Update – December 15, 2021
Since I still get traffic on this post, I thought it was time to add another short update. I’m still shooting with Olympus mirrorless gear for wildlife, with a few lens changes. At the time I switched to the Olympus mirrorless format, I didn’t know any photographers personally who were using Oly micro four thirds gear for wildlife. If you read this old post, it was a choice sometimes completely, albeit ignorantly, disrespected by some photographic peers. There were relatively few personal accounts of using this gear for wildlife photography, at least in my searches. So, it really did feel like a solitary move at the time
I know the field has changed significantly since then. My early Olympus gear enabled me to carry less weight while still getting the shots, but there were times I lamented not having the AF capabilities of Nikon, for instance. Nowadays, almost everyone I know is switching to Sony, and heralding the benefits of mirrorless technology, some of which we Olympus users have been enjoying for some time.
For the most part, micro four thirds has served me well in my wildlife photography career. As Mirian’s comment below mentions, low-light can be more of a challenge, with more noise at higher ISOs than some other cameras. But in terms of quality for the size and weight, I don’t have any complaints, not with the beautiful, pro glass of the m.zuiko 300mm. My one aspiration would be to add a full-frame mirrorless camera for lower-light photography at some point, not as a replacement for my m43, but as an adjunct to my setup. It’s not really a purchase I can rationalize right now, but someday …
My current wildlife gear: Olympus EM1 Mark II; m.zuiko 300mm; m.zuiko 100-400mm; m.zuiko 40-150mm. I sold my older Olympus lenses and camera bodies to make way for these.
Update – November 1, 2016:
I get many emails and comments related to this post — from people interested in micro four thirds (m43) and mirrorless cameras as a wildlife format. I’ve been shooting with Olympus m43 gear exclusively now for three years and haven’t been tempted to switch. In the interim, the gear I’m now using is the OMD E-M1, with my original E-M5 as a backup body. The lenses I’ve used in the intervening years for wildlife photography are: Zuiko 50-200mm; Lumix 100-300mm; m.zuiko 40-150mm; and just this month, the brand new m.zuiko 300mm.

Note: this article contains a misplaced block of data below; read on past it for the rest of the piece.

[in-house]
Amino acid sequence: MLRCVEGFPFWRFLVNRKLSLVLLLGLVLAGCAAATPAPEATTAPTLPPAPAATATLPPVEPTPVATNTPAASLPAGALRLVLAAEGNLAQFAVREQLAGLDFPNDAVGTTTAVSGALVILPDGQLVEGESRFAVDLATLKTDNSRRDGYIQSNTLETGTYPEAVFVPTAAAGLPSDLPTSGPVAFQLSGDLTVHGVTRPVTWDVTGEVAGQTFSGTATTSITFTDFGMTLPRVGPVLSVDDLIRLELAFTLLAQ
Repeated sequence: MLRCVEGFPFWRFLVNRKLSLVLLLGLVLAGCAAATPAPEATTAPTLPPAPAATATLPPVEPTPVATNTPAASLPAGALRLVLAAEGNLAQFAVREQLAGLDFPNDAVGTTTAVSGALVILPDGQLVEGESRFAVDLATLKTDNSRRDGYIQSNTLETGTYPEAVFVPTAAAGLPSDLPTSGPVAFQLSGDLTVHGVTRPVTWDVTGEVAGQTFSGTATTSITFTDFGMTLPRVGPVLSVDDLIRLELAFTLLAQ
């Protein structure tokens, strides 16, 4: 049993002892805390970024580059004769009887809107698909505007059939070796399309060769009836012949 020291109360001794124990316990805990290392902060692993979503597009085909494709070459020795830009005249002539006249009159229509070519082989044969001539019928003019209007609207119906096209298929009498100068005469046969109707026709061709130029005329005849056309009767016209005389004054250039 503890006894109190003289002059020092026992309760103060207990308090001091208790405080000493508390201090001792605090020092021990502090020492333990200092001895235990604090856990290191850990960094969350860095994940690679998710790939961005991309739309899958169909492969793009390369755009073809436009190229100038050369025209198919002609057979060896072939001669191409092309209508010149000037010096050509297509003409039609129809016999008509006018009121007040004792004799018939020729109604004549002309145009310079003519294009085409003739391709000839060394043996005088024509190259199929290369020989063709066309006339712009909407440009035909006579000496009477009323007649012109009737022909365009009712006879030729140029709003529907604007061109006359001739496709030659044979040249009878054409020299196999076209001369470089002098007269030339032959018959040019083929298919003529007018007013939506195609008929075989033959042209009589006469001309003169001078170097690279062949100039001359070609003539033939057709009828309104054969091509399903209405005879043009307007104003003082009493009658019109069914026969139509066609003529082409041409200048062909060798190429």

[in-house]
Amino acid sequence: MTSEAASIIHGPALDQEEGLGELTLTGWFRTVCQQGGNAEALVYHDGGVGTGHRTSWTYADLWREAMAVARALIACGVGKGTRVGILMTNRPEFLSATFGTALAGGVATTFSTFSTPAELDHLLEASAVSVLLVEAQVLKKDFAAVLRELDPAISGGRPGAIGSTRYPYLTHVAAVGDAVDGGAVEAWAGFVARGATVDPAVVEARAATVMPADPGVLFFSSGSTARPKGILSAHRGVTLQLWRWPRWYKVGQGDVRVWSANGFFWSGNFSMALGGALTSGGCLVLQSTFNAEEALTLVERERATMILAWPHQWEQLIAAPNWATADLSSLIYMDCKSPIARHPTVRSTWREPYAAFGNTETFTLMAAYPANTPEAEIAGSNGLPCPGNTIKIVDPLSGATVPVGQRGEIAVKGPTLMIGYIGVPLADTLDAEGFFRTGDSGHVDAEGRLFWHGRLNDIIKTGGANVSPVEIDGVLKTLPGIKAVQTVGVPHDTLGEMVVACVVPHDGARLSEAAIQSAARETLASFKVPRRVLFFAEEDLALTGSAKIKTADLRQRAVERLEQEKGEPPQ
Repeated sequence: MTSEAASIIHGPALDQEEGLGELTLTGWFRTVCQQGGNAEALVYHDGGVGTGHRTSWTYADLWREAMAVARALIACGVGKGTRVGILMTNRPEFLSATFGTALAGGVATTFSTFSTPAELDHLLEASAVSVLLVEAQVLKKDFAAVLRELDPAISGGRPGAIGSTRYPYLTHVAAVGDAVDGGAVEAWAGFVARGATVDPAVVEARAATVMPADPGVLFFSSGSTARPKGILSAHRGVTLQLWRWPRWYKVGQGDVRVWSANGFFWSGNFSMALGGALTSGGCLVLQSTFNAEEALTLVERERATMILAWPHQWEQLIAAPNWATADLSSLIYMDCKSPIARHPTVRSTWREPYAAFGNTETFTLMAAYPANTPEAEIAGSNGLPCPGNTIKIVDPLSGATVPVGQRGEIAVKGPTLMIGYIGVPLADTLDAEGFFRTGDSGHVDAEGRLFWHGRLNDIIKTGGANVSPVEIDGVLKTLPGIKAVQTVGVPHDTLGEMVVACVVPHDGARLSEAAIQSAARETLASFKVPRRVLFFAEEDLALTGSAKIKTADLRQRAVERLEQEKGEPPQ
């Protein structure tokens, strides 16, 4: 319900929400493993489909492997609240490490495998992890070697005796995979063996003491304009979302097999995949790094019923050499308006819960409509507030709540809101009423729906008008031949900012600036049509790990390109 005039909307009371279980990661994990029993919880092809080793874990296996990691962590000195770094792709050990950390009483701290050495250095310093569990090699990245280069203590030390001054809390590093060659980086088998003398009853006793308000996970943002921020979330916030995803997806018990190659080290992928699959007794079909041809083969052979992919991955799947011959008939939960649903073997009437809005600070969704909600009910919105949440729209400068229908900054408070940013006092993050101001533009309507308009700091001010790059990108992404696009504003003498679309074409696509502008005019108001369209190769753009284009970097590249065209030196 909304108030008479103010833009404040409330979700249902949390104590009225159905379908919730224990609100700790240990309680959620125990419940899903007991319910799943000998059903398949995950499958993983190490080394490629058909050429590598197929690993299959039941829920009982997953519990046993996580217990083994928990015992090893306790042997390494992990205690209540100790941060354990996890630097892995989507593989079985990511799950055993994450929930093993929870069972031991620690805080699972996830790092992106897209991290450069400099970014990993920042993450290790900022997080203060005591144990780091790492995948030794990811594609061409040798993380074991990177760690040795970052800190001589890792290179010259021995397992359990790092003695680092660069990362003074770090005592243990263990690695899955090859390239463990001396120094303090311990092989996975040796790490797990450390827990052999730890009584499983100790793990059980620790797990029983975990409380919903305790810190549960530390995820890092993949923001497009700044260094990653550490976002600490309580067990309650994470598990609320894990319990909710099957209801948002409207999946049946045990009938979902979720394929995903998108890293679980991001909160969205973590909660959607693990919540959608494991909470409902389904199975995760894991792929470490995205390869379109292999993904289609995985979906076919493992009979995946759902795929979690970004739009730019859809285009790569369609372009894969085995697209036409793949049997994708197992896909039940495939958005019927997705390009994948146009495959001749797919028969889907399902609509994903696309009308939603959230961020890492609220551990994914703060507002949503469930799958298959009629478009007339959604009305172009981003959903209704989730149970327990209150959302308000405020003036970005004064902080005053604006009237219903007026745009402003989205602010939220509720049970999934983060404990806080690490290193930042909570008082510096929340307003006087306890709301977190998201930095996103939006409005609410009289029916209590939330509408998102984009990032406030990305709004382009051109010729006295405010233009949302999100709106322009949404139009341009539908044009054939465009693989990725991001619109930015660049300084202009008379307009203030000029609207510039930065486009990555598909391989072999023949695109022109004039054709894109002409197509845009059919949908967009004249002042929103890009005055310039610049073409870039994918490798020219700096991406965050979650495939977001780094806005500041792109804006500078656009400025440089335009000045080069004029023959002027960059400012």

A local camera salesperson — who, for the purposes of anonymity, shall be named Malacoda — advised me that I will never get a decent wildlife shot with a micro four thirds camera (m43). In fact, according to Malacoda, the only way I will ever get a respectable photograph of a sitting or flying bird will be through the grace of a Canon EOS-1D X and a seven-thousand-dollar 400mm f2.8 lens. I’m definitely not going to get that shot with a “flimsy” Nikon D7100, let alone with the “poser” Nikon D600 or D800. Olympus four thirds? What? Are you kidding? Those are toy cameras. And if I’m dumb enough to buy a puny micro four thirds, mirrorless camera, I might as well lob myself off the Golden Gate Bridge because my self worth will not hold up under the derision I’ll face in the field, wearing just a necklace of a camera.
I didn’t see the point in telling Malacoda that I already own a micro four thirds camera … and that for four years, I photographed wildlife with its technological predecessor and a $300 lens. His mind was set on the legitimacy of Canon full-frame-or-nothing. And my wallet left the store a little thicker for his obstinance.
As a smallish woman with smallish camera gear, I’m pretty jaded to the unsolicited reactions I get, on and off the field. Men with monster lenses often take me under their wing, teaching me a thing or two about the grown-up world of photography. Malacoda just copped to that usual stereotype. I know I could be all indignant about the patronizing advice, but the truth is, I thrive in the role of the underestimated. Speak softly and carry a small camera is what I believe Theodore Roosevelt would say today.
And that’s what I’m going to do from this point forward: carry a small camera. (I can’t promise the “speak softly” part.) I’m storing away my four thirds gear in exchange for micro four thirds all the way. I’m shaving off a few pounds of body weight and viewing my universe through an electronic viewfinder.
There aren’t a lot of people raving, without reservation, about micro four thirds cameras in wildlife photography — and that’s part of the reason I’m mentioning the gear at all. My experience disputes the negativity of cynics like Malacoda. I’m excited to push the limits of this format to see what I can do with a purse-sized package.
There are some shortcomings and trade offs. For example, so far, there’s no high-end wildlife prime lens or even a pro-level zoom lens for m43. The existing tele lenses, like my Panasonic 100-300mm, have weaknesses requiring work arounds — especially for fast-moving subjects like birds in flight. But, for me, traveling light and always on foot, I’ve found myself shooting the bulk of my images this past year with the Olympus E-M5, a micro four thirds setup. More often than not, I’ve left my DSLR at home. And in that time, the micro four thirds format convinced me of its potential, and proved its benefits to my lifestyle and to my back and neck muscles. The new Olympus body coming out this month (the E-M1) promises compatibility with my better wildlife lens which could seal the deal for me in perpetuity.
These photos show the size of my E-M5 + Lumix 100-300mm as compared to a Kaufman field guide — and also my hand:
Consider me, for the next year, unencumbered but still carrying my big stick of a photographic experiment … in the form of this little camera … with a creative view to its achievements and possibilities.
Some wildlife photos from the past year, shot with the E-M5 + Lumix 100-300mm: